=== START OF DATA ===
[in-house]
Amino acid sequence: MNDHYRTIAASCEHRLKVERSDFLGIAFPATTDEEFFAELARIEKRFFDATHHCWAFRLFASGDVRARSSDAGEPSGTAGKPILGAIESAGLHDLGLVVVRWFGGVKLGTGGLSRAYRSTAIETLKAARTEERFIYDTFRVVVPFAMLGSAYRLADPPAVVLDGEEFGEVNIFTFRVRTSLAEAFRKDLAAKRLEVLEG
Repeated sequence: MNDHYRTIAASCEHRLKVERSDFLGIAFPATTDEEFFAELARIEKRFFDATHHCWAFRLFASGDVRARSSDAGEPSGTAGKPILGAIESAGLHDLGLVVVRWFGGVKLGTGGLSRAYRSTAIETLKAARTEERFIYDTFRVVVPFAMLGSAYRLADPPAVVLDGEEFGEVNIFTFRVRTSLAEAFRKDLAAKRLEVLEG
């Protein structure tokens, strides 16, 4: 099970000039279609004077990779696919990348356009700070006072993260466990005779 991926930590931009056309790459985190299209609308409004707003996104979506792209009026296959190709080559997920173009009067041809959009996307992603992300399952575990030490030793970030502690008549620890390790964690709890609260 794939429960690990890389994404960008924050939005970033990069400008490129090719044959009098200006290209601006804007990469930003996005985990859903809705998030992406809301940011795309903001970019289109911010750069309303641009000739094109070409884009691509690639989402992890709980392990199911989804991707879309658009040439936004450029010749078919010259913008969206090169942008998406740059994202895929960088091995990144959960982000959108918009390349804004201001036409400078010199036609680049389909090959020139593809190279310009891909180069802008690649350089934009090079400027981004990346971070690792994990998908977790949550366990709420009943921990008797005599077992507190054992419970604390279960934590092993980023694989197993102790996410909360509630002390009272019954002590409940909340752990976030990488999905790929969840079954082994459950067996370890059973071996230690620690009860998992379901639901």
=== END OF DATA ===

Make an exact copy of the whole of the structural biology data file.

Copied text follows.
[in-house]
Amino acid sequence: MNDHYRTIAASCEHRLKVERSDFLGIAFPATTDEEFFAELARIEKRFFDATHHCWAFRLFASGDVRARSSDAGEPSGTAGKPILGAIESAGLHDLGLVVVRWFGGVKLGTGGLSRAYRSTAIETLKAARTEERFIYDTFRVVVPFAMLGSAYRLADPPAVVLDGEEFGEVNIFTFRVRTSLAEAFRKDLAAKRLEVLEG
Repeated sequence: MNDHYRTIAASCEHRLKVERSDFLGIAFPATTDEEFFAELARIEKRFFDATHHCWAFRLFASGDVRARSSDAGEPSGTAGKPILGAIESAGLHDLGLVVVRWFGGVKLGTGGLSRAYRSTAIETLKAARTEERFIYDTFRVVVPFAMLGSAYRLADPPAVVLDGEEFGEVNIFTFRVRTSLAEAFRKDLAAKRLEVLEG
């Protein structure tokens, strides 16, 4: 099970000039279609004077990779696919990348356009700070006072993260466990005779 991926930590931009056309790459985190299209609308409004707003996104979506792209009026296959190709080559997920173009009067041809959009996307992603992300399952575990030490030793970030502690008549620890390790964690709890609260 794939429960690990890389994404960008924050939005970033990069400008490129090719044959009098200006290209601006804007990469930003996005985990859903809705998030992406809301940011795309903001970019289109911010750069309303641009000739094109070409884009691509690639989402992890709980392990199911989804991707879309658009040439936004450029010749078919010259913008969206090169942008998406740059994202895929960088091995990144959960982000959108918009390349804004201001036409400078010199036609680049389909090959020139593809190279310009891909180069802008690649350089934009090079400027981004990346971070690792994990998908977790949550366990709420009943921990008797005599077992507190054992419970604390279960934590092993980023694989197993102790996410909360509630002390009272019954002590409940909340752990976030990488999905790929969840079954082994459950067996370890059973071996230690620690009860998992379901639901």